How to Get Started with a Planned IT Career Switch


Perhaps you’ve had second thoughts about your chosen career and you think you’d be better utilized in the IT field? There are many different types of IT career. Designers are graphically inclined and are natural digital artists. With programmers, there are many different programming languages and they tend to learn a handful of them to be useful because even a mobile app requires a multi-language approach.

Are you wondering how you can get started with an IT career switch? Let’s see what your options are.

Try a Boot Camp

When you don’t have a Computer Science or similar degree and you don’t fancy sitting for another 3-4 years to attain one, then you might want to consider an IT boot camp instead. The idea is that the boot camp crams in a couple of years’ worth of coursework and study into just a few months to accelerate you into a new career. Companies are open to people who have completed a respectable one, so you’ll need to choose a valuable provider.

Boot camps aren’t cheap because they teach a great deal of information into a relatively short space of time and the price reflects that truncated curriculum. You also have to bear in mind that if you’re already working a full-time job then keeping up with the rapid teaching pace can be a real problem.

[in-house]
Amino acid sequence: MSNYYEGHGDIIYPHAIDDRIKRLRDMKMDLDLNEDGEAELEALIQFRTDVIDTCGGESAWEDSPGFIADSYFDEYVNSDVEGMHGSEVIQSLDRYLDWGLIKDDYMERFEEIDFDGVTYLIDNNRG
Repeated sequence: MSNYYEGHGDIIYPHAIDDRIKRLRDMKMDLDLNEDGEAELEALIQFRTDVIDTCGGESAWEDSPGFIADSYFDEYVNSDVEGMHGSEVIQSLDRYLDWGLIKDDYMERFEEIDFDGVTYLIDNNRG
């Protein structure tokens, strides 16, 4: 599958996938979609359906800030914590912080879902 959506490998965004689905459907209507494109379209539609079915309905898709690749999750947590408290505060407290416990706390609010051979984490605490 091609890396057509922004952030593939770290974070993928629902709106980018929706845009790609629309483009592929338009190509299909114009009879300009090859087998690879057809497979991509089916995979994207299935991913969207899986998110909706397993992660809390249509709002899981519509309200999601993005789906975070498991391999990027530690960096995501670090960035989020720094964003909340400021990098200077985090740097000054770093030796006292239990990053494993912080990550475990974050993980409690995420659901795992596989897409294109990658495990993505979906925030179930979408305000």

Study for an IT College Degree

When you already have a college degree, the idea of starting over studying a completely new field, along with the cost of doing so, isn’t an enticing choice. It’s certainly true that there are many interesting specialty IT degrees now – they’re not all Computer Science ones – so if you have a particular area of technology like digital marketing or social media that you favor, then there could be a course you’d prefer that’s more to your liking.

One cost-saving move is to study at a community college for the first couple of years and then switch up to a university after that. You’ll still learn the same things if they follow the course exactly, so you won’t miss out.

Teach Yourself

When you’re studying graphic design, programming, digital marketing or social media management, you don’t necessarily actually need a degree. This is especially true if you plan to work as a freelancer or to start your own agency. What is needed is to pick up the relevant skills and then gain some practical experience in designing logos, coding websites, running paid ads on Facebook, or managing multiple social media accounts. What buyers want to know is whether you have the ability to complete the task that they need; younger clients are overly focused on ability instead of experience, which helps when you’re getting started too.

When choosing to apply for an IT job, once your skills are good enough, take a look at to get some tips on what prospective employers are looking for in an applicant, so you can prepare yourself properly.

This way, you’ll be more confident going in because you are ready for their questions.

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